POLLOCK: We've got a lot of the history of childhood wrong. We assumed it was markedly differently from today. And, in fact, we stress the differences and ignore the similarities.

ETHERIDGE: The wonder of childhood: It is, in many ways, as it was in the beginning.

Pat Etheridge, CNN.


ANNOUNCER: You're watching CNN NEWSROOM, seen in schools around the world, because learning never stops, and neither does the news.

JORDAN: With the national Republican convention getting underway in Philadelphia, we take a further look at conventions. We always know who is going to be there, what is going to be discussed, even the order of events. So why are they there at all.

Bill Schneider walks us through the years and the reasons for these political extravaganzas.


WILLIAM SCHNEIDER, CNN SR. POLITICAL ANALYST (voice-over): In 1952, almost 50 years ago, was the last time we had conventions where the presidential outcome was in doubt. Republicans picked Dwight Eisenhower over Robert Taft, and the Democrats drafted Adlai Stevenson to run.

Nowadays a convention is like the Electoral College. It confirms the decision of the voters. No one covers the Electoral College. Is there any reason to pay attention to the conventions? Yes. Start with the political parties.

They don't do much anymore except referee the nominating contests and promote the winners. That's where conventions come in. They've become infomercials, except instead of selling hair treatments or stain removers, they're selling a candidate. They have great visuals, lots of color, heart-tugging emotions...


MARY FISHER, AIDS ACTIVIST: We may take refuge in our stereotypes, but we cannot hide there long because HIV asks only one thing of those it attacks: Are you human?

SCHNEIDER: ... and of course, celebrities. ANDREW CARD, GENERAL CO-CHAIRMAN, REPUBLICAN NATIONAL CONVENTION: Rick Schroeder, known to some of us as Ricky...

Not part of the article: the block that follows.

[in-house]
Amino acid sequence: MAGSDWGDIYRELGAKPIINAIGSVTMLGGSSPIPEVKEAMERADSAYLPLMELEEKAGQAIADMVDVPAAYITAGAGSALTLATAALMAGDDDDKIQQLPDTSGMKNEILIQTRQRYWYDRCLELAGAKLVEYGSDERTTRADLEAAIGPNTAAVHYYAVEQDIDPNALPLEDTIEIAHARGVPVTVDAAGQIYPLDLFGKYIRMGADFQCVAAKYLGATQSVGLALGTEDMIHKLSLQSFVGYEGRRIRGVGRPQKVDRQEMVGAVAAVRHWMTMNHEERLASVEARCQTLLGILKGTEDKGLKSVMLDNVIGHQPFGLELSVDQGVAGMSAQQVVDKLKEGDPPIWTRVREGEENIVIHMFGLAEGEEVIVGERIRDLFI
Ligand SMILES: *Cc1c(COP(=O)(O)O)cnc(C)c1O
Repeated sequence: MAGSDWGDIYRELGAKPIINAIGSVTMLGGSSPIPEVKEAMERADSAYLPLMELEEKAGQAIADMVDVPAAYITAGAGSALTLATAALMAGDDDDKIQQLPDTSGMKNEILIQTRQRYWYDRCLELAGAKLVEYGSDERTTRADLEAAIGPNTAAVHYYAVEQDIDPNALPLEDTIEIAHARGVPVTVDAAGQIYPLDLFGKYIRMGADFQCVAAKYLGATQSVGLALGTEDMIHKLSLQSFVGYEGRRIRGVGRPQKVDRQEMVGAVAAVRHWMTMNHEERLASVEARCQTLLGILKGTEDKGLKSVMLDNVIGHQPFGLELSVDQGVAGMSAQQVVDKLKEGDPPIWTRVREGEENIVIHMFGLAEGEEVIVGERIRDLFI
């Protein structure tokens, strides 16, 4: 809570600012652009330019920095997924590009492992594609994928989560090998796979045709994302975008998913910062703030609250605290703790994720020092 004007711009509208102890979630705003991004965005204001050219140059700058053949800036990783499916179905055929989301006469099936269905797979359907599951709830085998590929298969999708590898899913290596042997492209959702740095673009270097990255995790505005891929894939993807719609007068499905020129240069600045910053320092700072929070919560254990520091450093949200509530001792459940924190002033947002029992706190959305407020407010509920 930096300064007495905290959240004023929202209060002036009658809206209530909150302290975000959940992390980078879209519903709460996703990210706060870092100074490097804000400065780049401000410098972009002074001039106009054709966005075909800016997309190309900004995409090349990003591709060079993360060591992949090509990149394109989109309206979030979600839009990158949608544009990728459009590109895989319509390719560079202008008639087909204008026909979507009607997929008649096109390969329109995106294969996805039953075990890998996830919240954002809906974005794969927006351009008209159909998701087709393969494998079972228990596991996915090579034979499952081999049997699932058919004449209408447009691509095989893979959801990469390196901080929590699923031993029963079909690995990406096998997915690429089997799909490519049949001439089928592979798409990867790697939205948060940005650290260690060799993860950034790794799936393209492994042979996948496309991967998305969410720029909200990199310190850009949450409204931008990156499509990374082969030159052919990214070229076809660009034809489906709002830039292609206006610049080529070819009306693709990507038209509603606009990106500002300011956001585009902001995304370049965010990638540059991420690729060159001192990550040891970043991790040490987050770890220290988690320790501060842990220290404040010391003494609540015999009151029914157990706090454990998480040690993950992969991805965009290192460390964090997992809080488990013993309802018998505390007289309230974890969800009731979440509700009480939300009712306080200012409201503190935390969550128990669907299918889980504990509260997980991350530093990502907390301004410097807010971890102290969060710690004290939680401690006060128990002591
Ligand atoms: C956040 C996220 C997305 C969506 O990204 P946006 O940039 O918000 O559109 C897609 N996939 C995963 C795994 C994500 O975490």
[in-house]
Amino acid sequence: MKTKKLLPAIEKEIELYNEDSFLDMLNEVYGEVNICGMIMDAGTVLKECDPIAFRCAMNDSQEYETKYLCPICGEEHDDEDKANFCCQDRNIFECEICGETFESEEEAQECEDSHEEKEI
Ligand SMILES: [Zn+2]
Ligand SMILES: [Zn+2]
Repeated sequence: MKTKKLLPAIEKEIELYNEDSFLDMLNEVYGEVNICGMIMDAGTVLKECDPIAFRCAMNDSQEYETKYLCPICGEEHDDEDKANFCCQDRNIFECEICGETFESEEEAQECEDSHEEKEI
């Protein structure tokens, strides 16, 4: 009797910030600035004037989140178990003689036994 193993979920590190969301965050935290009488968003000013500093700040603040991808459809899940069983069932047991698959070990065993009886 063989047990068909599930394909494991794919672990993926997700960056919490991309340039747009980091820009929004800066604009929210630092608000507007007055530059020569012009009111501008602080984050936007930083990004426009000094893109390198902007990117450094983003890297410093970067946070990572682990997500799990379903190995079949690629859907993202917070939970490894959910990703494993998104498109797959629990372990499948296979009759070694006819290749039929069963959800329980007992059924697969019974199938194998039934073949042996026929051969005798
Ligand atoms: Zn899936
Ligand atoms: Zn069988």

SCHNEIDER: Conventions are also an opportunity for the party to market a message. Here in Philadelphia, the message: This is a new Republican Party: tolerant, compassionate and inclusive.

CARD: This is a different kind of convention. We have a very different kind of candidate running for president.

SCHNEIDER: For the candidates, conventions provide their first opportunity to address a national audience and introduce themselves, or reintroduce themselves.

For the voters, conventions are metaphors for who the candidates are and how they would govern. In 1972, the Democratic convention created the impression that the candidate couldn't control his own party. How could he govern the country? The Republican convention that year followed a script. Everything was under control.

In 1988, Vice President George Bush turned the GOP convention into a metaphor for leadership. He stood up for his vice presidential nominee against a howling press mob and delivered a speech that established his own identity.


GEORGE H.W. BUSH (R), PRESIDENT OF THE UNITED STATES: ... a brilliant diversity spread like stars, like a thousand points of light in a broad and peaceful sky.


SCHNEIDER (on camera): Why is the press here? Not to turn their programming over to the parties to run their infomercials. The press is here to give consumers the information they need to make a wise choice, information that may not be in those infomercials. But in the end, the voters will make up their own minds,

Bill Schneider, CNN, Philadelphia.


JORDAN: And they're off and running. Of course, we will have all of the details from the Republican National Convention in Philadelphia all this week, right here on NEWSROOM.

We'll see you back here tomorrow.